The Art of Deception: Controlling the Human Element of Security

Front Cover
John Wiley & Sons, Aug 4, 2011 - Computers - 368 pages
The world's most infamous hacker offers an insider's view of the low-tech threats to high-tech security
Kevin Mitnick's exploits as a cyber-desperado and fugitive form one of the most exhaustive FBI manhunts in history and have spawned dozens of articles, books, films, and documentaries. Since his release from federal prison, in 1998, Mitnick has turned his life around and established himself as one of the most sought-after computer security experts worldwide. Now, in The Art of Deception, the world's most notorious hacker gives new meaning to the old adage, "It takes a thief to catch a thief."
Focusing on the human factors involved with information security, Mitnick explains why all the firewalls and encryption protocols in the world will never be enough to stop a savvy grifter intent on rifling a corporate database or an irate employee determined to crash a system. With the help of many fascinating true stories of successful attacks on business and government, he illustrates just how susceptible even the most locked-down information systems are to a slick con artist impersonating an IRS agent. Narrating from the points of view of both the attacker and the victims, he explains why each attack was so successful and how it could have been prevented in an engaging and highly readable style reminiscent of a true-crime novel. And, perhaps most importantly, Mitnick offers advice for preventing these types of social engineering hacks through security protocols, training programs, and manuals that address the human element of security.
 

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LibraryThing Review

User Review  - DoingDewey - LibraryThing

The Art of Deception is written by a hacker (or, as he calls himself, a “social engineer”) and describes the ways in which hackers can exploit human nature to bypass security measures. The book was ... Read full review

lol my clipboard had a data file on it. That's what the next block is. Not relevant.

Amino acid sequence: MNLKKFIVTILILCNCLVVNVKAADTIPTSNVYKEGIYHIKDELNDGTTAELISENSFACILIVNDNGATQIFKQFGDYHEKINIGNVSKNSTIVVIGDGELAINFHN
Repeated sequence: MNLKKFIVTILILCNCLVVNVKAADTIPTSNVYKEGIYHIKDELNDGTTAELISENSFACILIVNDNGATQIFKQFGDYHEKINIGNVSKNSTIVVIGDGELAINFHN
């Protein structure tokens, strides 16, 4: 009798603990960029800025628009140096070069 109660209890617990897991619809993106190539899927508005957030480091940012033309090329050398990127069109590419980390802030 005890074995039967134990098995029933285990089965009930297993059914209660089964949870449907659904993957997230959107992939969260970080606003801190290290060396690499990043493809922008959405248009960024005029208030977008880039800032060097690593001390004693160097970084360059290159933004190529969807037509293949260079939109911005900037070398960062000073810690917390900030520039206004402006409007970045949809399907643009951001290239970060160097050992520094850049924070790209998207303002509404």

LibraryThing Review

User Review  - mcandre - LibraryThing

Hand a copy to all IT staff, then another copy to all general staff. This book shows that fooling people is far easier than fooling computer systems. Read full review

Contents

Introduction
When Innocuous Information Isnt
The Direct Attack Just Asking for
Building Trust
Let Me Help You
Can You Help Me?
Phony Sites and Dangerous Attachments
Using Sympathy Guilt and Intimidation
Entering the Premises
Combining Technology and Social Engineering
Attacks on the EntryLevel Employee
Clever Cons
Industrial Espionage
Information Security Awareness and Training
Recommended Corporate Information Security Policies
Copyright

The Reverse Sting

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About the author (2011)

Kevin Mitnick is the founder of Defensive Thinking, an information security firm, and speaks widely on security issues. He has appeared on 60 Minutes and elsewhere in the media, and his exploits have spawned several bestselling books, including The Fugitive Game.

William Simon is the bestselling author of more than twenty books.

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